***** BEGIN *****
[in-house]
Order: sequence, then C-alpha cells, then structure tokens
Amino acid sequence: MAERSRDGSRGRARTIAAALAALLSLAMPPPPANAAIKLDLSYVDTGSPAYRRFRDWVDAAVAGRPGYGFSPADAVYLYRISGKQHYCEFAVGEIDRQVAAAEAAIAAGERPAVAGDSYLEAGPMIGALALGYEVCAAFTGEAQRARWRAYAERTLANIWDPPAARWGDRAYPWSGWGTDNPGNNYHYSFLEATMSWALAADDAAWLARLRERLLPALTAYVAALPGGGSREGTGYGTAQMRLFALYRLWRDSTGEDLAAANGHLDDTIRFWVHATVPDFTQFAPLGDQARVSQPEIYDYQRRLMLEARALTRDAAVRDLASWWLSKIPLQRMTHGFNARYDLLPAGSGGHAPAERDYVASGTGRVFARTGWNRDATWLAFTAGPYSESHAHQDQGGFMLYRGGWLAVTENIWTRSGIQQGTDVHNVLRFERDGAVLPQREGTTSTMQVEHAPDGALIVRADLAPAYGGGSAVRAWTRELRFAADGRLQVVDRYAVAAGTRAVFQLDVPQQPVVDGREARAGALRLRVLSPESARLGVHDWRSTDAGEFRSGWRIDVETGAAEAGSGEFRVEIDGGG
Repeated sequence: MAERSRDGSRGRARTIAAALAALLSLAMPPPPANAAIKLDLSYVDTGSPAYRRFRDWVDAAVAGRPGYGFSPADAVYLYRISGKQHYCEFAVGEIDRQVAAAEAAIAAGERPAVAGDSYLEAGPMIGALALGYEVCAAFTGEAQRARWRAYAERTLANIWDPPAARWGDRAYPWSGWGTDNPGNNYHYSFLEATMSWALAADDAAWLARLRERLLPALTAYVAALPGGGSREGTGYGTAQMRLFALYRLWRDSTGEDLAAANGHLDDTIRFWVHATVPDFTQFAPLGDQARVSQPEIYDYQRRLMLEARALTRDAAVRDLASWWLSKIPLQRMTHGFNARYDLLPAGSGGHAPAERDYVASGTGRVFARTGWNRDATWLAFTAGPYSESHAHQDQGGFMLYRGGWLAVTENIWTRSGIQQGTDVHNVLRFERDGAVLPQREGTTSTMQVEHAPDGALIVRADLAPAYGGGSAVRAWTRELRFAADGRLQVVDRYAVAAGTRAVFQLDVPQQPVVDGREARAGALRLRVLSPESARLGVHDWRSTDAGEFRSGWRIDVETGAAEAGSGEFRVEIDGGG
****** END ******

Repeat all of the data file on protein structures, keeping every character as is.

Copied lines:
[in-house]
Order: sequence, then C-alpha cells, then structure tokens
Amino acid sequence: MAERSRDGSRGRARTIAAALAALLSLAMPPPPANAAIKLDLSYVDTGSPAYRRFRDWVDAAVAGRPGYGFSPADAVYLYRISGKQHYCEFAVGEIDRQVAAAEAAIAAGERPAVAGDSYLEAGPMIGALALGYEVCAAFTGEAQRARWRAYAERTLANIWDPPAARWGDRAYPWSGWGTDNPGNNYHYSFLEATMSWALAADDAAWLARLRERLLPALTAYVAALPGGGSREGTGYGTAQMRLFALYRLWRDSTGEDLAAANGHLDDTIRFWVHATVPDFTQFAPLGDQARVSQPEIYDYQRRLMLEARALTRDAAVRDLASWWLSKIPLQRMTHGFNARYDLLPAGSGGHAPAERDYVASGTGRVFARTGWNRDATWLAFTAGPYSESHAHQDQGGFMLYRGGWLAVTENIWTRSGIQQGTDVHNVLRFERDGAVLPQREGTTSTMQVEHAPDGALIVRADLAPAYGGGSAVRAWTRELRFAADGRLQVVDRYAVAAGTRAVFQLDVPQQPVVDGREARAGALRLRVLSPESARLGVHDWRSTDAGEFRSGWRIDVETGAAEAGSGEFRVEIDGGG
Repeated sequence: MAERSRDGSRGRARTIAAALAALLSLAMPPPPANAAIKLDLSYVDTGSPAYRRFRDWVDAAVAGRPGYGFSPADAVYLYRISGKQHYCEFAVGEIDRQVAAAEAAIAAGERPAVAGDSYLEAGPMIGALALGYEVCAAFTGEAQRARWRAYAERTLANIWDPPAARWGDRAYPWSGWGTDNPGNNYHYSFLEATMSWALAADDAAWLARLRERLLPALTAYVAALPGGGSREGTGYGTAQMRLFALYRLWRDSTGEDLAAANGHLDDTIRFWVHATVPDFTQFAPLGDQARVSQPEIYDYQRRLMLEARALTRDAAVRDLASWWLSKIPLQRMTHGFNARYDLLPAGSGGHAPAERDYVASGTGRVFARTGWNRDATWLAFTAGPYSESHAHQDQGGFMLYRGGWLAVTENIWTRSGIQQGTDVHNVLRFERDGAVLPQREGTTSTMQVEHAPDGALIVRADLAPAYGGGSAVRAWTRELRFAADGRLQVVDRYAVAAGTRAVFQLDVPQQPVVDGREARAGALRLRVLSPESARLGVHDWRSTDAGEFRSGWRIDVETGAAEAGSGEFRVEIDGGG